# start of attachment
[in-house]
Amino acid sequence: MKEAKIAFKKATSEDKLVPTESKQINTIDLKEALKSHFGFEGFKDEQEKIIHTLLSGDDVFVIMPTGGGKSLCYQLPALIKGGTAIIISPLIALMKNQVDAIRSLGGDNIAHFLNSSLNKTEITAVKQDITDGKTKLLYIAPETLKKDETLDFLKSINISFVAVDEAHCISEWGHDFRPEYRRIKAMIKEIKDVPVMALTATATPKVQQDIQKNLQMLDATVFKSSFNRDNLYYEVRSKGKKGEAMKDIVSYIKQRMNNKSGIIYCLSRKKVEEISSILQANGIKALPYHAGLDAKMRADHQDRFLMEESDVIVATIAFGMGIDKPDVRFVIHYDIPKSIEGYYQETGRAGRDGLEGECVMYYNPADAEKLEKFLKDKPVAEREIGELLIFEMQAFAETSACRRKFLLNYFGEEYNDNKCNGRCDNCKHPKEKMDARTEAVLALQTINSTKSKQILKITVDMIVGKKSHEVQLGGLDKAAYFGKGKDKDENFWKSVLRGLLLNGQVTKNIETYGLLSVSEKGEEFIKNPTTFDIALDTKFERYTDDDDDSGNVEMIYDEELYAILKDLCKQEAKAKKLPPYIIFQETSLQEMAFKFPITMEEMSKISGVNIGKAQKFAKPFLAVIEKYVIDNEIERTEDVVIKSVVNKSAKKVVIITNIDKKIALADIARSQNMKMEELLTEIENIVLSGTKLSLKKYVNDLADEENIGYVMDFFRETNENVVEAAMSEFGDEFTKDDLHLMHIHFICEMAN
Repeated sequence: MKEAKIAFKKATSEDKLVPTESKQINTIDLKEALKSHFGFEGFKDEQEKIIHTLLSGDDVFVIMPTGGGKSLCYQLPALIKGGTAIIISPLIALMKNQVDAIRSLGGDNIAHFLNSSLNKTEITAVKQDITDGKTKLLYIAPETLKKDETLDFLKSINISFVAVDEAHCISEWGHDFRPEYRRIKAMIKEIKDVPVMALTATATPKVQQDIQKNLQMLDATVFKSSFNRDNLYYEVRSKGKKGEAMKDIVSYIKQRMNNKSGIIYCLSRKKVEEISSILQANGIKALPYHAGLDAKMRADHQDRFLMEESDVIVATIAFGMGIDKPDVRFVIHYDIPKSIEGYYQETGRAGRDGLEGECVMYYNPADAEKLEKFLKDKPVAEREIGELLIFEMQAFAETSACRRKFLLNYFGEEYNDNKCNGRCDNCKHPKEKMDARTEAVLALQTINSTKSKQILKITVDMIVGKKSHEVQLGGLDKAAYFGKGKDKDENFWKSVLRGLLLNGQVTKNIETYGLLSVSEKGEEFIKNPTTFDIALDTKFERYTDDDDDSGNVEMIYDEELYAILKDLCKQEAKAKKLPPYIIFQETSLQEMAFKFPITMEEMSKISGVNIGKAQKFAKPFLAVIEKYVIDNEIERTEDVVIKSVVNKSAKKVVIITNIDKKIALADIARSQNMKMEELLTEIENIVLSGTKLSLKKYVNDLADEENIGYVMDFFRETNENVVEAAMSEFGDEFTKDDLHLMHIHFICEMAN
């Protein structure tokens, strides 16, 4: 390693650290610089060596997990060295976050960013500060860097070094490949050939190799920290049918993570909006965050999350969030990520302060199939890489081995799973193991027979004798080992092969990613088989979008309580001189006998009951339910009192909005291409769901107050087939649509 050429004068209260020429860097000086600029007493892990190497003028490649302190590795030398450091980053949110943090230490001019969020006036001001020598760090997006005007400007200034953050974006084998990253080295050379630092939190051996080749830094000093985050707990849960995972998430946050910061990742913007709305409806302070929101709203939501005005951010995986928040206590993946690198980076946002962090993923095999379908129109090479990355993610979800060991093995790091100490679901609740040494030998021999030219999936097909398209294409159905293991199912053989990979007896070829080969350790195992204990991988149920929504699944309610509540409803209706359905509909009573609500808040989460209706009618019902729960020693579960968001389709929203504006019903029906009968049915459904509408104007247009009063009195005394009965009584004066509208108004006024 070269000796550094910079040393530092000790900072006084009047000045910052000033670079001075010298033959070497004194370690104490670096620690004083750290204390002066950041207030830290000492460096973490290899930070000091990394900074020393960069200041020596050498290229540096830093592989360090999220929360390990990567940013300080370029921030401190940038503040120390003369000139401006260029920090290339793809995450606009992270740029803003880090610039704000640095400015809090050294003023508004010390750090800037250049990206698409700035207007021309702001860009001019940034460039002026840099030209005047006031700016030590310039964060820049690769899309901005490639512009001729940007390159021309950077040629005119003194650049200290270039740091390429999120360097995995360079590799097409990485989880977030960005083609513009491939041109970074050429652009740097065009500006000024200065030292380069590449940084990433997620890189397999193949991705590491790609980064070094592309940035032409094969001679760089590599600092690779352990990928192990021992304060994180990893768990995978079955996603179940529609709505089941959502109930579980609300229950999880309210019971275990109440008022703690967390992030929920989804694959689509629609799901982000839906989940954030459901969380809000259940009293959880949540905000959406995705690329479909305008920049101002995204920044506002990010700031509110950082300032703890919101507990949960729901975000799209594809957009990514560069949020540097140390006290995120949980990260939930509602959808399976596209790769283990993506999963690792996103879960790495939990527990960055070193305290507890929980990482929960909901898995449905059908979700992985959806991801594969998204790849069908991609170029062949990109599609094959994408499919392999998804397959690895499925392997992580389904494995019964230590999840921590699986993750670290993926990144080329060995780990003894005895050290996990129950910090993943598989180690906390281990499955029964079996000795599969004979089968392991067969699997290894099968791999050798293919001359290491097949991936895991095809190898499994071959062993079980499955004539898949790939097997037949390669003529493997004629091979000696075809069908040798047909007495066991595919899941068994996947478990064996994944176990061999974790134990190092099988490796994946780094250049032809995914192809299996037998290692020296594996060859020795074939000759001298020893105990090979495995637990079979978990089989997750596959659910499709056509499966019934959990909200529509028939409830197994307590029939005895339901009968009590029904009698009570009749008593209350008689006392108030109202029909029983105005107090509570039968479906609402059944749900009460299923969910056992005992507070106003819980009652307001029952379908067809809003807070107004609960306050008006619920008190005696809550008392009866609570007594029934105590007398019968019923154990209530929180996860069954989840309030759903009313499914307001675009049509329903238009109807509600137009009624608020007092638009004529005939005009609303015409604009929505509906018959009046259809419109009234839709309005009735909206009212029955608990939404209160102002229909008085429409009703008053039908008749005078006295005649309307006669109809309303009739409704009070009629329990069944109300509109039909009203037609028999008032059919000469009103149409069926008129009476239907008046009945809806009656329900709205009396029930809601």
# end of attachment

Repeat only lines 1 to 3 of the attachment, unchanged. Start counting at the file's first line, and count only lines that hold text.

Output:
[in-house]
Amino acid sequence: MKEAKIAFKKATSEDKLVPTESKQINTIDLKEALKSHFGFEGFKDEQEKIIHTLLSGDDVFVIMPTGGGKSLCYQLPALIKGGTAIIISPLIALMKNQVDAIRSLGGDNIAHFLNSSLNKTEITAVKQDITDGKTKLLYIAPETLKKDETLDFLKSINISFVAVDEAHCISEWGHDFRPEYRRIKAMIKEIKDVPVMALTATATPKVQQDIQKNLQMLDATVFKSSFNRDNLYYEVRSKGKKGEAMKDIVSYIKQRMNNKSGIIYCLSRKKVEEISSILQANGIKALPYHAGLDAKMRADHQDRFLMEESDVIVATIAFGMGIDKPDVRFVIHYDIPKSIEGYYQETGRAGRDGLEGECVMYYNPADAEKLEKFLKDKPVAEREIGELLIFEMQAFAETSACRRKFLLNYFGEEYNDNKCNGRCDNCKHPKEKMDARTEAVLALQTINSTKSKQILKITVDMIVGKKSHEVQLGGLDKAAYFGKGKDKDENFWKSVLRGLLLNGQVTKNIETYGLLSVSEKGEEFIKNPTTFDIALDTKFERYTDDDDDSGNVEMIYDEELYAILKDLCKQEAKAKKLPPYIIFQETSLQEMAFKFPITMEEMSKISGVNIGKAQKFAKPFLAVIEKYVIDNEIERTEDVVIKSVVNKSAKKVVIITNIDKKIALADIARSQNMKMEELLTEIENIVLSGTKLSLKKYVNDLADEENIGYVMDFFRETNENVVEAAMSEFGDEFTKDDLHLMHIHFICEMAN
Repeated sequence: MKEAKIAFKKATSEDKLVPTESKQINTIDLKEALKSHFGFEGFKDEQEKIIHTLLSGDDVFVIMPTGGGKSLCYQLPALIKGGTAIIISPLIALMKNQVDAIRSLGGDNIAHFLNSSLNKTEITAVKQDITDGKTKLLYIAPETLKKDETLDFLKSINISFVAVDEAHCISEWGHDFRPEYRRIKAMIKEIKDVPVMALTATATPKVQQDIQKNLQMLDATVFKSSFNRDNLYYEVRSKGKKGEAMKDIVSYIKQRMNNKSGIIYCLSRKKVEEISSILQANGIKALPYHAGLDAKMRADHQDRFLMEESDVIVATIAFGMGIDKPDVRFVIHYDIPKSIEGYYQETGRAGRDGLEGECVMYYNPADAEKLEKFLKDKPVAEREIGELLIFEMQAFAETSACRRKFLLNYFGEEYNDNKCNGRCDNCKHPKEKMDARTEAVLALQTINSTKSKQILKITVDMIVGKKSHEVQLGGLDKAAYFGKGKDKDENFWKSVLRGLLLNGQVTKNIETYGLLSVSEKGEEFIKNPTTFDIALDTKFERYTDDDDDSGNVEMIYDEELYAILKDLCKQEAKAKKLPPYIIFQETSLQEMAFKFPITMEEMSKISGVNIGKAQKFAKPFLAVIEKYVIDNEIERTEDVVIKSVVNKSAKKVVIITNIDKKIALADIARSQNMKMEELLTEIENIVLSGTKLSLKKYVNDLADEENIGYVMDFFRETNENVVEAAMSEFGDEFTKDDLHLMHIHFICEMAN